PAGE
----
Some shows are easy to describe: Throw in little bit of description about the guitars, some almost meaningless word association and compare something intangible--uh, music--to something tangible, like a fire, or something snappier, like stampede of horny bulls pounding through your tympanic membrane. Namecheck some serious musicians who will make the reader say, mmmhmm, and sprinkle some colorful verbiage -- like, say, "parsley over a piping hot plate of dog shit" -- and you have yourself a review.
In other words, some reviews write themselves. But sometimes, I have no idea what to say save for: Invent a time machine, go back to yesterday and make the decision to go see Bear in Heaven and Twin Sister at the Luminary Center for the Arts. I hope the 140 or so in attendance last night can back me up on this.
Long Islanders Twin Sister delighted with their modern, dreamwave take on '70s disco and '80s new wave. Live, Andrea Estella's smoky vocals sound a bit like Beach House's Victoria LeGrand doing simultaneous impressions of Cocteau Twins' Elizabeth Fraser and Bjork. The way she sings seems to be an affectation, but it's compelling. Thankfully, Twin Sister didn't fall into the Beach House trap of playing everything exactly like it does on record -- the band was slightly noisy with burned-out melodies and no end to the swirling synth and fuzzy guitar. And while the band used the same sonic textures throughout the set, it managed to wrench a different sound out of every song. "I Want A House" in particular was all waterlogged melody; Estella's earnest delivery enchanted while keyboardist Udbhav Gupta punctuated the cut with an electronic beep, almost like that annoying ding when you've left your lights on in your car.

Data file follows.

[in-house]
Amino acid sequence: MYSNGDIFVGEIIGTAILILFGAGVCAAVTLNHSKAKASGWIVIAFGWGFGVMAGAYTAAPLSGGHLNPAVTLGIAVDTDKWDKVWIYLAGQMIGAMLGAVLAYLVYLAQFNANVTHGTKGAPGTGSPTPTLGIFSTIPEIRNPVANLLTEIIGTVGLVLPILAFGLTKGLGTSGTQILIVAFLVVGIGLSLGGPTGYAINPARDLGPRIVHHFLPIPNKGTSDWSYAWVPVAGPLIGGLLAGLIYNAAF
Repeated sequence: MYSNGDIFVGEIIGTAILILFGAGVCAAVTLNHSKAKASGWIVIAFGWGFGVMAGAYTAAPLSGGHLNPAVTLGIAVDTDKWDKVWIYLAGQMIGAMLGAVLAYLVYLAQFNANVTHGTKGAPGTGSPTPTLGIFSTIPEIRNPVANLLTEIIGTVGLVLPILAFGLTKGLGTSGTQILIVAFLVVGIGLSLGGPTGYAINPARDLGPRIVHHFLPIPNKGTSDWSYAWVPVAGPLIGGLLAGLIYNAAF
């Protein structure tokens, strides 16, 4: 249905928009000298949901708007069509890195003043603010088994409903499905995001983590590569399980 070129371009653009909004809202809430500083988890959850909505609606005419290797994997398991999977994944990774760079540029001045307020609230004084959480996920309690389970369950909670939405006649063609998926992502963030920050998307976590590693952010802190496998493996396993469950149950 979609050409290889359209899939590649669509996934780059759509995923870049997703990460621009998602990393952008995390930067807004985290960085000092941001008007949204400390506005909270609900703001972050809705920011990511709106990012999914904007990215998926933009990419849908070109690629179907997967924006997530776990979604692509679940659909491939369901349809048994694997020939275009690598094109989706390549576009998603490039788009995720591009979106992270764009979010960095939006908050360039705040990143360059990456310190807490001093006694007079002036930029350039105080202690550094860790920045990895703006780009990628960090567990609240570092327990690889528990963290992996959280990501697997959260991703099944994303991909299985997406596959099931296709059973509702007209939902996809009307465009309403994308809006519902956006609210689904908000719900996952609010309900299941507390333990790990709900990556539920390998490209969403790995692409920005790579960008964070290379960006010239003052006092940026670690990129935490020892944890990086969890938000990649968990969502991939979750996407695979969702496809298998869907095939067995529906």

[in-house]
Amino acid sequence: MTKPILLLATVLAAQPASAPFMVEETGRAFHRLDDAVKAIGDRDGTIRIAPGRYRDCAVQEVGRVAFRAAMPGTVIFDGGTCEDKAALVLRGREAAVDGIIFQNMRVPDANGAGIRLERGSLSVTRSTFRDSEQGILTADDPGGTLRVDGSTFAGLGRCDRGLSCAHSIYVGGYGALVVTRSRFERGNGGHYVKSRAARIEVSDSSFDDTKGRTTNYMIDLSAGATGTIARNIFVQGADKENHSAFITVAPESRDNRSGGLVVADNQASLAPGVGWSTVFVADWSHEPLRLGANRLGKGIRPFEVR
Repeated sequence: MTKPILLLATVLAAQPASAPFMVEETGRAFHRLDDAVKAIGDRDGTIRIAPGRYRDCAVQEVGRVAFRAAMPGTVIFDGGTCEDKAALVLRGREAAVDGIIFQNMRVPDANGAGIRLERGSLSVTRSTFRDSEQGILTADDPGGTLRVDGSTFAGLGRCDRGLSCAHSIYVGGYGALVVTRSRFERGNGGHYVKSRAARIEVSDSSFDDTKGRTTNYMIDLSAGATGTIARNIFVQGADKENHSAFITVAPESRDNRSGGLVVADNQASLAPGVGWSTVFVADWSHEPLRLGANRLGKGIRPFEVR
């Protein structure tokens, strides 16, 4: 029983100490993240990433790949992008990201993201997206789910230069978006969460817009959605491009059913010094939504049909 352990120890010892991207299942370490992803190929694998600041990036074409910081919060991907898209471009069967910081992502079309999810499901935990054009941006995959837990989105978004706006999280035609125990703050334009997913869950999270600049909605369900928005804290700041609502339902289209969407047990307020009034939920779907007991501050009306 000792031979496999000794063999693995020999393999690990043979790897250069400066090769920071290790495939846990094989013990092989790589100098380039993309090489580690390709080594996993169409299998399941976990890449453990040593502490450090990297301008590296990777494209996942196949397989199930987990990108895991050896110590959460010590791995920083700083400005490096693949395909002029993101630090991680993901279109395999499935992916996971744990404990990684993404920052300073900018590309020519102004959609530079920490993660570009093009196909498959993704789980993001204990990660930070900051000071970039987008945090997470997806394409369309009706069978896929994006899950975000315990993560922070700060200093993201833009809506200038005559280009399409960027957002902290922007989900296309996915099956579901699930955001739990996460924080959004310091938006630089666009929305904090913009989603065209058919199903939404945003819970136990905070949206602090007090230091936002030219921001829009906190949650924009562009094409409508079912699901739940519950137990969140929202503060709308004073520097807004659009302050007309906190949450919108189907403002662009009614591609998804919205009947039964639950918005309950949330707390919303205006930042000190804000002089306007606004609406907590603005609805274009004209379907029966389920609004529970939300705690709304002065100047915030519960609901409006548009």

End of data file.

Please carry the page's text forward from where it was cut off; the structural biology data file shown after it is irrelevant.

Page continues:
Another track that's been blogged into it's next life, "All Around and Away We Go," was reminiscent of another Andrea: Andrea True Connection's disco classic, "More More More." The freewheeling synth twinkle and and glowing vocals got a little too close to Beach House's "Norway" for my taste, though it had enough of a psych wobble to differentiate the two. Twin Sister closed with a tender "The Other Side of Your Face."
Brooklyn transplants Bear in Heaven brought the house down with its perfect execution The band was loud and awesome and Jon Philpot's voice was even more deliciously quirky live. (Bizarrely enough, his speaking voice is quite deep, a stark contrast from his higher-pitched singing voice.) Bear in Heaven's cinematic sound looms and dissolves with relentless motorik rhythms, This Heat prog experimentation and cavernous psychedelic wonderment. The band packs so many genres into every song, I'm beginning to wonder if this new decade marks the end of genre distinctions as we know them.